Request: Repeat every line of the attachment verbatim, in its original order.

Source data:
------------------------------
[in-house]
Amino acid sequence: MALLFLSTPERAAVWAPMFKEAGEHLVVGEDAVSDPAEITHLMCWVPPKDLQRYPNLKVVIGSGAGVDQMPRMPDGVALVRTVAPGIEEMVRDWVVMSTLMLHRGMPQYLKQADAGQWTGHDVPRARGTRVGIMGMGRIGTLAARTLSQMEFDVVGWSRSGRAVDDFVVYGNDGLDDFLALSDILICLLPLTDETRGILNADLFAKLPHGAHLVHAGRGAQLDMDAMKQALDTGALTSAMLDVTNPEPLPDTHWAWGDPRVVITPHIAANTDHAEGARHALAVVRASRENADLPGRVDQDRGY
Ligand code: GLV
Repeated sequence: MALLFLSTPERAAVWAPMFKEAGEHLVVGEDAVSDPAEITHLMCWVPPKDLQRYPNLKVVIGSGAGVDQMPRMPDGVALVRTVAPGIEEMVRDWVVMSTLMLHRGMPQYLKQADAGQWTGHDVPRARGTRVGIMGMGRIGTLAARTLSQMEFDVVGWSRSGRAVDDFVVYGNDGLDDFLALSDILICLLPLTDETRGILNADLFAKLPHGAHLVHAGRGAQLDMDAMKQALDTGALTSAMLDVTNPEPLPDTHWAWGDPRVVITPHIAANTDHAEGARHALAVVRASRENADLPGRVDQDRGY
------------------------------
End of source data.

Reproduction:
[in-house]
Amino acid sequence: MALLFLSTPERAAVWAPMFKEAGEHLVVGEDAVSDPAEITHLMCWVPPKDLQRYPNLKVVIGSGAGVDQMPRMPDGVALVRTVAPGIEEMVRDWVVMSTLMLHRGMPQYLKQADAGQWTGHDVPRARGTRVGIMGMGRIGTLAARTLSQMEFDVVGWSRSGRAVDDFVVYGNDGLDDFLALSDILICLLPLTDETRGILNADLFAKLPHGAHLVHAGRGAQLDMDAMKQALDTGALTSAMLDVTNPEPLPDTHWAWGDPRVVITPHIAANTDHAEGARHALAVVRASRENADLPGRVDQDRGY
Ligand code: GLV
Repeated sequence: MALLFLSTPERAAVWAPMFKEAGEHLVVGEDAVSDPAEITHLMCWVPPKDLQRYPNLKVVIGSGAGVDQMPRMPDGVALVRTVAPGIEEMVRDWVVMSTLMLHRGMPQYLKQADAGQWTGHDVPRARGTRVGIMGMGRIGTLAARTLSQMEFDVVGWSRSGRAVDDFVVYGNDGLDDFLALSDILICLLPLTDETRGILNADLFAKLPHGAHLVHAGRGAQLDMDAMKQALDTGALTSAMLDVTNPEPLPDTHWAWGDPRVVITPHIAANTDHAEGARHALAVVRASRENADLPGRVDQDRGY